Two beautiful quotes from the Dutch newspapers (google translate has reasonable translations):
“In café Batavia Amsterdam schaken ze zonder vrees en met oplossingen die gewone stervelingen niet snel zien” (Gert Ligterink in De Volkskrant, March 2)
“Schaken in een café moet je vergelijken met schaatsen op natuurijs: de omstandigheden zijn misschien niet ideaal, maar eigenlijk is er niets mooiers” (Max Pam in Het Parool, March 3)
Friso Nijboer versus Alexandr Fier was a positional version of the Caro-Kann Advance Variation, in which White tends to be a bit better, but Black is very solid:
Here 23.Nb3 Rc8 24.Qf2 was probably the way to keep some pressure. In the game the knights were exchanged and a draw was agreed.
Grandmaster alert: Jorden van Foreest has arrived and is now blitzing in the bar. Another grandmaster just remarked: “Only Bosboom can have a knight on b2”:
Robby Kevlishvili calculated everything correctly until the end and won.
Anna Zatonskih played an impressive game today:
Playing with Black against Ivan Sokolov really isn’t a joke, but in this position Anna has equalized and she managed to keep the balance until the end, so the players agreed to a draw a few moments ago.
Miguel Santos Ruiz managed to keep the bishop pair from the opening against Liam Vrolijk and is now nursing his edge in the endgame:
Thomas Beerdsen won against Manuel Bosboom. We just checked the game, Black should have played 18…b4 first and only then g5. The immediate 18…g5 left White on top and the young IM from Apeldoorn converted his advantage convincingly.
Liam Vrolijk managed to keep a draw against Miguel Santos Ruiz, so no grandmaster norms this year. But Café Batavia is packed with chess players right now, all having a great time. See you tomorrow, for the last round, which starts at 12:00!
Welcome back at round 7 of the 10th dMP Batavia Amsterdam Chess Tournament. Clearly the big game of today is the encounter between the heavyweights Alexandr Fier and Ivan Sokolov. Friso Nijboer versus Miguel Santos Ruiz is two more 2500 players facing eachother. Anna Zatonskih has White against Robby Kevlishvili and Alina Kashlinskaya has the white pieces against Thomas Beerdsen. Last but not least, the oldest participant Manuel Bosboom is facing the youngest participant Liam Vrolijk.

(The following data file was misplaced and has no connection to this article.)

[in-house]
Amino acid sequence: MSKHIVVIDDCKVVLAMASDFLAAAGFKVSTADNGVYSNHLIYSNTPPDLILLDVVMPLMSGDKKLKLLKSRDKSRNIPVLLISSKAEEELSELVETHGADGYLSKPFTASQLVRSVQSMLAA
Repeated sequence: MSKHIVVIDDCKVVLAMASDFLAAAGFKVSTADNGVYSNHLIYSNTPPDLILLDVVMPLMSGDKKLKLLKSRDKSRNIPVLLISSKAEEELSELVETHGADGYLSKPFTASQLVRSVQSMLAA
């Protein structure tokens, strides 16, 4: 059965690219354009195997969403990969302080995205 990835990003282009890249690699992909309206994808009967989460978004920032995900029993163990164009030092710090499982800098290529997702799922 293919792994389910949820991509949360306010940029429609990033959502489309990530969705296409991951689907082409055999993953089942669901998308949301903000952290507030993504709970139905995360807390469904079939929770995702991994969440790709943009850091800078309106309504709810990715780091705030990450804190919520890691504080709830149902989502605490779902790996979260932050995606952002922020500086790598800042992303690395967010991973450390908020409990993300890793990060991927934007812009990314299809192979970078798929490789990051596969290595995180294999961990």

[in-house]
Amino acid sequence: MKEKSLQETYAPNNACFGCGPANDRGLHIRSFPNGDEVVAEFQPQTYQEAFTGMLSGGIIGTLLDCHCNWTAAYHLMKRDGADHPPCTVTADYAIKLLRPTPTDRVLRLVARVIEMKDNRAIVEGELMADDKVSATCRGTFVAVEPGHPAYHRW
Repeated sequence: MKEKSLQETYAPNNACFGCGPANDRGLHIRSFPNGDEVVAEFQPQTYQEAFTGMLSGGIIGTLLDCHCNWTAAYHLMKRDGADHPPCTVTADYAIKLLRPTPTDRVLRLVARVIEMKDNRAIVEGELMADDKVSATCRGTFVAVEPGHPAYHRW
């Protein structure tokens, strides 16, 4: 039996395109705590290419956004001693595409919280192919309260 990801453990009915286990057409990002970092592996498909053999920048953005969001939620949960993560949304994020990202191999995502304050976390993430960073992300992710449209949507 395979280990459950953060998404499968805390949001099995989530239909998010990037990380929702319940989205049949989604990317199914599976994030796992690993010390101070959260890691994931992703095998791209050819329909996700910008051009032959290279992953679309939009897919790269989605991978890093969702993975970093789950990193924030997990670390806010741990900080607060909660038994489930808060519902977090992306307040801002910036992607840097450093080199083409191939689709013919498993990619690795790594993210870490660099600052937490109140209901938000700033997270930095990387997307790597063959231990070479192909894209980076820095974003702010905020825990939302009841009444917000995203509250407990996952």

Ivan Sokolov went for the oldskool Hübner Variation of the Nimzo-Indian, but Alexandr Fier seemed to be well prepared and as so often played rather quickly. Black’s strategy is to try to block the position as much as possible, to neutralise the white bishop pair:
Here in the spirit of the position Fier sacrificed a piece for two pawns with the cool 18.Bxg5! and seems to have the better chances for now. White’s longterm threat is setting his kingside pawn steamroller in motion. The position remains very complicated though. Exactly the exciting battle we were hoping for!
Thomas Beerdsen surprised with the English Defence, to which Alina Kashlinskaya reacted with the enterprising novelty 8.h4. The game had an early climax in the following position:
Here Alina blundered with 12.h6, allowing the pseudo sacrifice 12…Bxe5! and all Black’s pieces came to life, with a large advantage.
Miguel Santos Ruiz played his usual Najdorf and probably prepared well against 6.g3 since Friso Nijboer had played that before in this tournament (against Robby Kevlishvili). The bishop manoeuvre Bd8-a5 looked good and Black is comfortable:
Alexandr Fier should have started pushing his kingside pawns with 31.g4 when he had the chance. His 31.Kf2 was too slow and now Ivan Sokolov seems to succeed in blocking the pawns, with a large advantage for Black.
Robby Kevlishvili was playing a very impressive game today, until things became messy. Anna Zatonskih went for the Exchange Slav, but her 15.f4 was probably too committal, losing flexibility in her pawn structure (instead 15.Na4 was still known). Robby slowly, but surely got complete control over the position:
Here 31…b5 was spot on, but two moves later 33…Rb8 was a serious inaccuracy, missing the winning 33…Rc7.
Manuel Bosboom was playing an interesting positional game against Liam Vrolijk, until he became too enthousiastic about his attacking chances:
Here 24.Rg4 was a serious mistake, since Black simply replied 24…h5, pushing the rook right back to where it came from and taking a healthy pawn on b2 next. Shortly after the time control, Liam scored his first full point.
We now have the uncommon situation of only one game being finished after the time control. Ivan Sokolov missed a few good winning opportunities along the way and now the position looks balanced. And while I’m typing this, the players agreed to a draw: